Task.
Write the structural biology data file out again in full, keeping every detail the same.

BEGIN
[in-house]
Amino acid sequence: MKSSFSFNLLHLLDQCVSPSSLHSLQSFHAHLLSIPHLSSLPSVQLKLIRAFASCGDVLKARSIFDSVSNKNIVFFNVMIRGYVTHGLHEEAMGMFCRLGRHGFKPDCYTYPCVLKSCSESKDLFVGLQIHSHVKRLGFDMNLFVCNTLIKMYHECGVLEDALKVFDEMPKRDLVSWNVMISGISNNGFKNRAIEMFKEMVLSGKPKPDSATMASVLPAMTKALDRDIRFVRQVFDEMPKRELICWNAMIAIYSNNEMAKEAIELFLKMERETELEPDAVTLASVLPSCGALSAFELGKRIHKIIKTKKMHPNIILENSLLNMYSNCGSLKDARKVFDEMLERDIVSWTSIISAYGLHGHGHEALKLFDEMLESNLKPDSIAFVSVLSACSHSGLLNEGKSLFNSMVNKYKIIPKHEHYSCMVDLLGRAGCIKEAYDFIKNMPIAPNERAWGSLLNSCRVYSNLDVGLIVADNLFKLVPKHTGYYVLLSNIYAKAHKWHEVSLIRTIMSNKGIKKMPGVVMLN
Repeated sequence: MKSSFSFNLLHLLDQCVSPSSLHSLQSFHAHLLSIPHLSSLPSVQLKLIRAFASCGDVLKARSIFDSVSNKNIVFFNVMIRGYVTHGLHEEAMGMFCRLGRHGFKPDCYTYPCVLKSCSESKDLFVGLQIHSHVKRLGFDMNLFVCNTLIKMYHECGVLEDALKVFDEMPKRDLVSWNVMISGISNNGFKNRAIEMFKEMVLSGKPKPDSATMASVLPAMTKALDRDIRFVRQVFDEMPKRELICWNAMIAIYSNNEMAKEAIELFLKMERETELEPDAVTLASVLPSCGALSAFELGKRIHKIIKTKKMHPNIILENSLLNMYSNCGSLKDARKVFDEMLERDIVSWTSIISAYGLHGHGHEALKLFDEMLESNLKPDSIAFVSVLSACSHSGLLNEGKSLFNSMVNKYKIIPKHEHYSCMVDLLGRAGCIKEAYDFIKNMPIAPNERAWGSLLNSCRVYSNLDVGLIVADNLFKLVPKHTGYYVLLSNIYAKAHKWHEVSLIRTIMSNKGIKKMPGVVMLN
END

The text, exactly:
[in-house]
Amino acid sequence: MKSSFSFNLLHLLDQCVSPSSLHSLQSFHAHLLSIPHLSSLPSVQLKLIRAFASCGDVLKARSIFDSVSNKNIVFFNVMIRGYVTHGLHEEAMGMFCRLGRHGFKPDCYTYPCVLKSCSESKDLFVGLQIHSHVKRLGFDMNLFVCNTLIKMYHECGVLEDALKVFDEMPKRDLVSWNVMISGISNNGFKNRAIEMFKEMVLSGKPKPDSATMASVLPAMTKALDRDIRFVRQVFDEMPKRELICWNAMIAIYSNNEMAKEAIELFLKMERETELEPDAVTLASVLPSCGALSAFELGKRIHKIIKTKKMHPNIILENSLLNMYSNCGSLKDARKVFDEMLERDIVSWTSIISAYGLHGHGHEALKLFDEMLESNLKPDSIAFVSVLSACSHSGLLNEGKSLFNSMVNKYKIIPKHEHYSCMVDLLGRAGCIKEAYDFIKNMPIAPNERAWGSLLNSCRVYSNLDVGLIVADNLFKLVPKHTGYYVLLSNIYAKAHKWHEVSLIRTIMSNKGIKKMPGVVMLN
Repeated sequence: MKSSFSFNLLHLLDQCVSPSSLHSLQSFHAHLLSIPHLSSLPSVQLKLIRAFASCGDVLKARSIFDSVSNKNIVFFNVMIRGYVTHGLHEEAMGMFCRLGRHGFKPDCYTYPCVLKSCSESKDLFVGLQIHSHVKRLGFDMNLFVCNTLIKMYHECGVLEDALKVFDEMPKRDLVSWNVMISGISNNGFKNRAIEMFKEMVLSGKPKPDSATMASVLPAMTKALDRDIRFVRQVFDEMPKRELICWNAMIAIYSNNEMAKEAIELFLKMERETELEPDAVTLASVLPSCGALSAFELGKRIHKIIKTKKMHPNIILENSLLNMYSNCGSLKDARKVFDEMLERDIVSWTSIISAYGLHGHGHEALKLFDEMLESNLKPDSIAFVSVLSACSHSGLLNEGKSLFNSMVNKYKIIPKHEHYSCMVDLLGRAGCIKEAYDFIKNMPIAPNERAWGSLLNSCRVYSNLDVGLIVADNLFKLVPKHTGYYVLLSNIYAKAHKWHEVSLIRTIMSNKGIKKMPGVVMLN